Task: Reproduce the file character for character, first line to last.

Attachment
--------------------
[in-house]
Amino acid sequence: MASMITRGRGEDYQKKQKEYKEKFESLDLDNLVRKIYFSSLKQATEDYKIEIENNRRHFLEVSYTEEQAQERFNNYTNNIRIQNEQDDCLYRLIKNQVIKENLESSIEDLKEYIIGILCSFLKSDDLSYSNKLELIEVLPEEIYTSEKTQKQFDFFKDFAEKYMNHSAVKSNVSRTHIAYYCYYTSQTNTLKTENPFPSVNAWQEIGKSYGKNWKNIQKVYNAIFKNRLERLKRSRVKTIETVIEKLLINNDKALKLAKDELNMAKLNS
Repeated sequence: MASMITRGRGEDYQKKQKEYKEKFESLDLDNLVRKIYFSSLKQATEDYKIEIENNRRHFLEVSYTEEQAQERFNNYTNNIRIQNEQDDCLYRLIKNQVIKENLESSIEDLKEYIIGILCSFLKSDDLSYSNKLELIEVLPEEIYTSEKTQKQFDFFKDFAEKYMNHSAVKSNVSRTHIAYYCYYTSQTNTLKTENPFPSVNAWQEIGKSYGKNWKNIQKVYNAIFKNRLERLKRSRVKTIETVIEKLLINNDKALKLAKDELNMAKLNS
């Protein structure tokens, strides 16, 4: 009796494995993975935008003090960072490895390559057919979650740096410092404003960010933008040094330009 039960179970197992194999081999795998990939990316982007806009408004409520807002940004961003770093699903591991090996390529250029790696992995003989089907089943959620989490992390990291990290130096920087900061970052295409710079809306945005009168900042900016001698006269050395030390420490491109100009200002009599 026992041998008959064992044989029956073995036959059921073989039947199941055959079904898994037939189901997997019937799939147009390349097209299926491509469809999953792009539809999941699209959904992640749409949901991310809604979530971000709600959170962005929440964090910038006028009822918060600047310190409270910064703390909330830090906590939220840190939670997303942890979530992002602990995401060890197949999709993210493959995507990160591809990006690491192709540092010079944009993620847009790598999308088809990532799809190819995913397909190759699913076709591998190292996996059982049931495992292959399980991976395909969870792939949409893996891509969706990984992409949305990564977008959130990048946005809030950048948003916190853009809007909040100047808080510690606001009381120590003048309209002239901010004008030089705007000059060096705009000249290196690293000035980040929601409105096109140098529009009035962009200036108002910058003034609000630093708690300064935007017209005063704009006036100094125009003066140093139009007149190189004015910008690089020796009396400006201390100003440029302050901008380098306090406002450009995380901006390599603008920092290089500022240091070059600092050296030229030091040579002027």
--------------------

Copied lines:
[in-house]
Amino acid sequence: MASMITRGRGEDYQKKQKEYKEKFESLDLDNLVRKIYFSSLKQATEDYKIEIENNRRHFLEVSYTEEQAQERFNNYTNNIRIQNEQDDCLYRLIKNQVIKENLESSIEDLKEYIIGILCSFLKSDDLSYSNKLELIEVLPEEIYTSEKTQKQFDFFKDFAEKYMNHSAVKSNVSRTHIAYYCYYTSQTNTLKTENPFPSVNAWQEIGKSYGKNWKNIQKVYNAIFKNRLERLKRSRVKTIETVIEKLLINNDKALKLAKDELNMAKLNS
Repeated sequence: MASMITRGRGEDYQKKQKEYKEKFESLDLDNLVRKIYFSSLKQATEDYKIEIENNRRHFLEVSYTEEQAQERFNNYTNNIRIQNEQDDCLYRLIKNQVIKENLESSIEDLKEYIIGILCSFLKSDDLSYSNKLELIEVLPEEIYTSEKTQKQFDFFKDFAEKYMNHSAVKSNVSRTHIAYYCYYTSQTNTLKTENPFPSVNAWQEIGKSYGKNWKNIQKVYNAIFKNRLERLKRSRVKTIETVIEKLLINNDKALKLAKDELNMAKLNS
């Protein structure tokens, strides 16, 4: 009796494995993975935008003090960072490895390559057919979650740096410092404003960010933008040094330009 039960179970197992194999081999795998990939990316982007806009408004409520807002940004961003770093699903591991090996390529250029790696992995003989089907089943959620989490992390990291990290130096920087900061970052295409710079809306945005009168900042900016001698006269050395030390420490491109100009200002009599 026992041998008959064992044989029956073995036959059921073989039947199941055959079904898994037939189901997997019937799939147009390349097209299926491509469809999953792009539809999941699209959904992640749409949901991310809604979530971000709600959170962005929440964090910038006028009822918060600047310190409270910064703390909330830090906590939220840190939670997303942890979530992002602990995401060890197949999709993210493959995507990160591809990006690491192709540092010079944009993620847009790598999308088809990532799809190819995913397909190759699913076709591998190292996996059982049931495992292959399980991976395909969870792939949409893996891509969706990984992409949305990564977008959130990048946005809030950048948003916190853009809007909040100047808080510690606001009381120590003048309209002239901010004008030089705007000059060096705009000249290196690293000035980040929601409105096109140098529009009035962009200036108002910058003034609000630093708690300064935007017209005063704009006036100094125009003066140093139009007149190189004015910008690089020796009396400006201390100003440029302050901008380098306090406002450009995380901006390599603008920092290089500022240091070059600092050296030229030091040579002027």